Academic journal article Mark Twain Journal

Mark Twain's Recovered Comic Voice in "You've Been a Dam Fool/Damfool, Mary"

Academic journal article Mark Twain Journal

Mark Twain's Recovered Comic Voice in "You've Been a Dam Fool/Damfool, Mary"

Article excerpt


We laugh and laugh,

Then cry and cry-

Then feebler laugh,

Then die.

- Mark Twain's Notebook (1898)

Early in 2001, a donation was made to the Mark Twain Archive at Elmira College in Elmira, New York. The gift contained a letter-from Samuel Clemens's secretary, Isabel Lyon, to the General Manager of Harper & Brothers, Frederick A. Duneka-and two typescripts that were in Duneka's possession at one time.1 One of these typescripts, that of the story "You've Been a Damfool, Mary. You Always Was," deserves special attention. This "Damfool" story was not published until sixty-two years after Clemens's death and, even then, derived from the handwritten manuscript because the typescript was thought to be lost; for this reason, the typescript becomes extremely valuable because it contains previously unknown changes to the story and discloses Twain's desired outcome as he revised and edited it before submitting it to Duneka for print.2 An examination of the work reveals the significance of the story, because it indicates his recovered comic voice near the end of his career, especially when the tale is read alongside another of Twain's stories, "The Man That Corrupted Hadleyburg." It is my intention here to argue for it as a classroom-worthy text for the ways in which it sheds light on the author late in life, reflects essential characteristics of Twain's writing, and unveils the publication history of the story as it advanced toward-yet ultimately failed to reach-print during Clemens's lifetime.

William R. Macnaughton has efficiently summarized-if slightly oversimplified-the story as follows:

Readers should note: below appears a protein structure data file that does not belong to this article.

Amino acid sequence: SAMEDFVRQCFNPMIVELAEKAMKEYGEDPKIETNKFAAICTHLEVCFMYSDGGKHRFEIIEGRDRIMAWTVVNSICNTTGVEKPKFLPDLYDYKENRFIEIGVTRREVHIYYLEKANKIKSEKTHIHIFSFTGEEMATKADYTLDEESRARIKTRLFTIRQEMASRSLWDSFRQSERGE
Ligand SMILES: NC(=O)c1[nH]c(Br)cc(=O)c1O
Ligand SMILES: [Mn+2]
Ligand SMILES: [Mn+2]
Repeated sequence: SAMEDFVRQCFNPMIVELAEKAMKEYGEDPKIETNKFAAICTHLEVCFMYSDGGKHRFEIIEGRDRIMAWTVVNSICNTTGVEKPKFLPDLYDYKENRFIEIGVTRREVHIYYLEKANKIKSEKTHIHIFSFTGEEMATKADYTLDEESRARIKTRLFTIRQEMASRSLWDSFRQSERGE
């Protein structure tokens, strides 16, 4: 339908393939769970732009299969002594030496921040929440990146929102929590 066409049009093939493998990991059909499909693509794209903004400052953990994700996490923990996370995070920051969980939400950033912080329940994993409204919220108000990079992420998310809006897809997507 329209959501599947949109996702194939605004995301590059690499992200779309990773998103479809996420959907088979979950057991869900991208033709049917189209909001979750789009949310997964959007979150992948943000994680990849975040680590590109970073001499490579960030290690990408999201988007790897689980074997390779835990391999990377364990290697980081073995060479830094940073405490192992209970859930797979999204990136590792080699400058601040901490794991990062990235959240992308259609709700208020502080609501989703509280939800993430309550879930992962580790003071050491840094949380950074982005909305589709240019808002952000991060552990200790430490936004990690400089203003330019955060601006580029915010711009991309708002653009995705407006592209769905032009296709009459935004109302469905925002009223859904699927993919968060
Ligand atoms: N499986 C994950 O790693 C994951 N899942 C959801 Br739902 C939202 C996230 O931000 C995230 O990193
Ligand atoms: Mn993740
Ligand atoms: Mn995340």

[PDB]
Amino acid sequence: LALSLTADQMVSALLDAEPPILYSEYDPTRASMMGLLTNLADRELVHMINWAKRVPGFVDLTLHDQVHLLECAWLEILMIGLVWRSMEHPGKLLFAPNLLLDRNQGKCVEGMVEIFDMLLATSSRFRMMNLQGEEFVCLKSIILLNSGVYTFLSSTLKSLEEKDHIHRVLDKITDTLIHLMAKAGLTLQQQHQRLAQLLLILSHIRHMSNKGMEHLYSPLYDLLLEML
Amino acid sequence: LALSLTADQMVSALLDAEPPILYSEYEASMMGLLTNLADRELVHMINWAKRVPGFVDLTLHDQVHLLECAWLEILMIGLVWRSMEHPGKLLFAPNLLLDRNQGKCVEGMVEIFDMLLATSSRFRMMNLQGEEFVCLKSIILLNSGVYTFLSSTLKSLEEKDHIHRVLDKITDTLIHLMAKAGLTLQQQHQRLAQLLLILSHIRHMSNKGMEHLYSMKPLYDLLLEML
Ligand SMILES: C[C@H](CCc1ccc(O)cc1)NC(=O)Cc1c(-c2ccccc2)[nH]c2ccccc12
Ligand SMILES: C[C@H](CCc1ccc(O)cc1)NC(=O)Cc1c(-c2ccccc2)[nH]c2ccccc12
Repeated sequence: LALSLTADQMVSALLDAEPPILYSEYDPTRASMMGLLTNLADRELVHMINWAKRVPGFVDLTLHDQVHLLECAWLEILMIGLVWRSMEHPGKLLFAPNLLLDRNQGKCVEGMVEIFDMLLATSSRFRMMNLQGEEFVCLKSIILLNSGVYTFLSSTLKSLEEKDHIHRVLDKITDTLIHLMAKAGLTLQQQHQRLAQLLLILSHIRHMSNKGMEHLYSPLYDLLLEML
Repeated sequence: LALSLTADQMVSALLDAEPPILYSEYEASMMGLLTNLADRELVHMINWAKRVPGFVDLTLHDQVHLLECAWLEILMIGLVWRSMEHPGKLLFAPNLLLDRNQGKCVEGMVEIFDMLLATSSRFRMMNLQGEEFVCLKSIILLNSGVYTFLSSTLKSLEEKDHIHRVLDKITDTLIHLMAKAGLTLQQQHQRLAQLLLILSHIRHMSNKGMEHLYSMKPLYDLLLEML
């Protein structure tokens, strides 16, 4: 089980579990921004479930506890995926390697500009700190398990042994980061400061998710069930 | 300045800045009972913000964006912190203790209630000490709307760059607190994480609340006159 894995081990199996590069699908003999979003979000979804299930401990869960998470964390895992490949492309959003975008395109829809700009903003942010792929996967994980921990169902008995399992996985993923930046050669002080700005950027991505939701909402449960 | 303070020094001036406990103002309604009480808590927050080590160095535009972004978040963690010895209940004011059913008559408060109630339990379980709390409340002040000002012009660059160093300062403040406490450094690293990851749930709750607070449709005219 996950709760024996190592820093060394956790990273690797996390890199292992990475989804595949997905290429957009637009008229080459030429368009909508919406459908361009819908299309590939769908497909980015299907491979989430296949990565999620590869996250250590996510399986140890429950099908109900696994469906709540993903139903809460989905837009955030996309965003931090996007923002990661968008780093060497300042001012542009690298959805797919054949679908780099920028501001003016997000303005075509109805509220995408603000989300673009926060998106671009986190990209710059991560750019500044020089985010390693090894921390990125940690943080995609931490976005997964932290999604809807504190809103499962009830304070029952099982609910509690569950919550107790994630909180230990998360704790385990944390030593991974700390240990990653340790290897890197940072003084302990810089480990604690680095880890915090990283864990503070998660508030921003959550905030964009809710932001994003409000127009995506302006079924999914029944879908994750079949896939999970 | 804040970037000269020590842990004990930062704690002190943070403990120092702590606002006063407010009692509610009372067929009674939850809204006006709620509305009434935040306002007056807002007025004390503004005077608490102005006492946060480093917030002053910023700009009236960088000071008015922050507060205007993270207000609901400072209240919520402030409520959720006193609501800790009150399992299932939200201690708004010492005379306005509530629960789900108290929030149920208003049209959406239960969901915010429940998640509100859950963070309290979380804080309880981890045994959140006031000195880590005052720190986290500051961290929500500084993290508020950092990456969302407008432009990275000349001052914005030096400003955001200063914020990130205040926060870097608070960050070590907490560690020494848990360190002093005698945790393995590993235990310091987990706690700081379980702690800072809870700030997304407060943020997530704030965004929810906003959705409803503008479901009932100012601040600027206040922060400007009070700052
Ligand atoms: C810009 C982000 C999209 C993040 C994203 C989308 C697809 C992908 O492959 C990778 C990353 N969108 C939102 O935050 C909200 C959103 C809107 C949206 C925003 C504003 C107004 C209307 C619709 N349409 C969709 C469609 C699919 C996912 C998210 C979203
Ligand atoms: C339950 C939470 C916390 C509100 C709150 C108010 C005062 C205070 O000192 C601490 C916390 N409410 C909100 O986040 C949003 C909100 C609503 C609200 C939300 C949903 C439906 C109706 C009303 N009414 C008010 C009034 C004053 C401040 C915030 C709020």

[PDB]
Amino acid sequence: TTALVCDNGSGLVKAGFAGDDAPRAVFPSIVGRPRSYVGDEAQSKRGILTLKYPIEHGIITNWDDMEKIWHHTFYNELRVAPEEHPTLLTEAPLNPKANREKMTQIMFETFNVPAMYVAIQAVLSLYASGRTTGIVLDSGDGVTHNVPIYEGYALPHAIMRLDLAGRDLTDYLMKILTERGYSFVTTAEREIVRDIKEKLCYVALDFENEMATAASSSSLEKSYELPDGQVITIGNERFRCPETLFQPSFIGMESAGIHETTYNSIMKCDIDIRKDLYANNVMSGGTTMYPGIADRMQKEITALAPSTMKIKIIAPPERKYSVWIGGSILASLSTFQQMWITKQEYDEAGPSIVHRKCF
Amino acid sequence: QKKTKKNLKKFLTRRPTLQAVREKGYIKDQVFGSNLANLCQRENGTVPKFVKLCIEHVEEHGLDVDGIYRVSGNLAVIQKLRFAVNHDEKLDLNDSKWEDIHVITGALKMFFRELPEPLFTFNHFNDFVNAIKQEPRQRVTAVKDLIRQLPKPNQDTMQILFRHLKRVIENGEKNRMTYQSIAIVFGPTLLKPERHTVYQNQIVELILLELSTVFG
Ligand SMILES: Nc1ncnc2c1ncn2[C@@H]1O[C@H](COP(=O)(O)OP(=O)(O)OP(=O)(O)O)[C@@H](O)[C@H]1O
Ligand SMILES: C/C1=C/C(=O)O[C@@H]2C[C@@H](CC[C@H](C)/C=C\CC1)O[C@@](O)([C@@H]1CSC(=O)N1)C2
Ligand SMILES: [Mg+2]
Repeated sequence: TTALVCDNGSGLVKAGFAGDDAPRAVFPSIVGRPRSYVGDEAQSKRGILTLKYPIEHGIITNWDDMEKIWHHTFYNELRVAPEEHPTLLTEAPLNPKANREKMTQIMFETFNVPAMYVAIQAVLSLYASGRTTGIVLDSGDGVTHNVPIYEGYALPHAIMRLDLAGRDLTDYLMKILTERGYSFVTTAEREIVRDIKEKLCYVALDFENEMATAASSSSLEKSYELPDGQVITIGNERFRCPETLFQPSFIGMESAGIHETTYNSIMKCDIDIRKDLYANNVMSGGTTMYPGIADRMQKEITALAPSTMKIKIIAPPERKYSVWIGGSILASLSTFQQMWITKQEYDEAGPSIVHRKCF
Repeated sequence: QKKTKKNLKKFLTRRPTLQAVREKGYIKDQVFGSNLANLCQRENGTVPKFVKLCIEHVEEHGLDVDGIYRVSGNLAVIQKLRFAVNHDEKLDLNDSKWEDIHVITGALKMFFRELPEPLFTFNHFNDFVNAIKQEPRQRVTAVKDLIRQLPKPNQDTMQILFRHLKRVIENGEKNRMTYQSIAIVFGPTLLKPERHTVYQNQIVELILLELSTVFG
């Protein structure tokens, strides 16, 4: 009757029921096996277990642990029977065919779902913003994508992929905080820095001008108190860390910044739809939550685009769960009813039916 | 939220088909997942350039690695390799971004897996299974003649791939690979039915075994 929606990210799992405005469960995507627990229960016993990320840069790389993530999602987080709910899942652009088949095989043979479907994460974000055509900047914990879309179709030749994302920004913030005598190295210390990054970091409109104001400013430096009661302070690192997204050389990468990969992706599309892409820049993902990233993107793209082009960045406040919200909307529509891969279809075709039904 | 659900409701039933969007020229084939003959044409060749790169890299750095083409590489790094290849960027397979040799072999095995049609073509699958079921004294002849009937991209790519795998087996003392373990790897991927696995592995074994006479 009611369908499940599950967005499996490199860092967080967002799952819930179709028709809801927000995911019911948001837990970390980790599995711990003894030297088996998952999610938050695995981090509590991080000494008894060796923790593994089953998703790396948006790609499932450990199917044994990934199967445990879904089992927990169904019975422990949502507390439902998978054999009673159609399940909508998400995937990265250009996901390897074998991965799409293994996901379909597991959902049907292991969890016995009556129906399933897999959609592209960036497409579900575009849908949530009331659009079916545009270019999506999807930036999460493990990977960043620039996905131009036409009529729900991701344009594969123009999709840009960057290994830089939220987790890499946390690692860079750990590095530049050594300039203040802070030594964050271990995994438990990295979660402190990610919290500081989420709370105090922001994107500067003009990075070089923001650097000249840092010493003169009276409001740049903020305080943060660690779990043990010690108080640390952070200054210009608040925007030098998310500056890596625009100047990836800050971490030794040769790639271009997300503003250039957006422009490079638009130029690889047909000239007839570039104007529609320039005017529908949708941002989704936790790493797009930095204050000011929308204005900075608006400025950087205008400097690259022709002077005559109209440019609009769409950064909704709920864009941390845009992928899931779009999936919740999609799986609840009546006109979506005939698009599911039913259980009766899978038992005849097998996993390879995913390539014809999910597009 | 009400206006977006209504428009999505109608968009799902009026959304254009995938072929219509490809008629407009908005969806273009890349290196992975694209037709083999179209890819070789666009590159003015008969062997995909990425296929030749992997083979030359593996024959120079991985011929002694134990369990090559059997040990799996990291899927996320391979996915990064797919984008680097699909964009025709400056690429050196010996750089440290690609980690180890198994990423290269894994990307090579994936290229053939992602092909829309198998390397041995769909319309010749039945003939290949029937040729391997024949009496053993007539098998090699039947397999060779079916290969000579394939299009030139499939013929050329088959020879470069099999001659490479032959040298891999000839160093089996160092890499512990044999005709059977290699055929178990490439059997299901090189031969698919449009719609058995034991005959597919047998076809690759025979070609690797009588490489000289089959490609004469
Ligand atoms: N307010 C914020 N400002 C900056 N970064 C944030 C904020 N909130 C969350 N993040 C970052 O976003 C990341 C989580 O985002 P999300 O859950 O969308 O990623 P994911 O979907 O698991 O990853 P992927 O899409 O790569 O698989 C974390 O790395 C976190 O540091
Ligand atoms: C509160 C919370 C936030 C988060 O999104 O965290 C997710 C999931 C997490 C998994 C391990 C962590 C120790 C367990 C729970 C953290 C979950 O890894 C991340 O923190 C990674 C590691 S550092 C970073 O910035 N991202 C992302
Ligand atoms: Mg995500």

[The tale is] based upon a true incident about a Southern man's attempts, after the Civil War, to locate a prewar Northern friend in order to pay back a debt incurred while they had been business partners. In the tale the Northerner is found, is discovered to be in bad financial shape because of his kindness to those indebted to him, and then is rescued in a Tom Sawyerish auction scene in which his Southern friend rewards his patience with $600,000. When this happens, the uncle of the Northerner's former fiancée, who has left him because of his poverty, says, "You've been a dam fool, Mary. You always was!" (197)

Scholarship on the "Damfool" story is limited. John S. Tuckey addressed the story in 1972 in a one-paragraph introduction in Mark Twain's Fables of Man (249-250). William R. Macnaughton briefly mentioned it in reference to the 37,000 words Twain produced for Harper & Brothers early in 1904.3 Macnaughton's comments, written in 1979, are presented here in their entirety to illustrate the minor status he accords the text:

"You've Been a Dam Fool, Mary" is the weakest of the three [stories written during this time], being a fairly long, sentimental, moralistic story.... The story is pleasant, but noteworthy only because of the way in which its themes-money properly used, greed transcended by friendship, desire for gain thwarted by kindness-contrast with the thematic implications of "Sold to Satan" and "The $30,000 Bequest." Mark Twain probably liked this story primarily because it was based upon fact and for this reason provided a believable counterexample to tendencies that he saw everywhere around him and strongly within himself." (197, emphasis added)

In order to examine the fullest value of the "Damfool" story, one has to look back to a period several years before its composition that proved to be devastating to Twain as a family man and as a writer, the 1890s: the death of his mother in 1890, his departure from the Hartford house in 1891, his bankruptcy in 1894, Susy's death in 1896, and Orion's death in 1897. Bernard DeVoto eloquently describes the effects of this period in time on Clemens: "The gods had turned against their darling ... It is obvious that such events as these cannot occur to the man without happening to the artist as well" (108). This string of ill-fated events was the catalyst for a great deal of the author's cynicism. …

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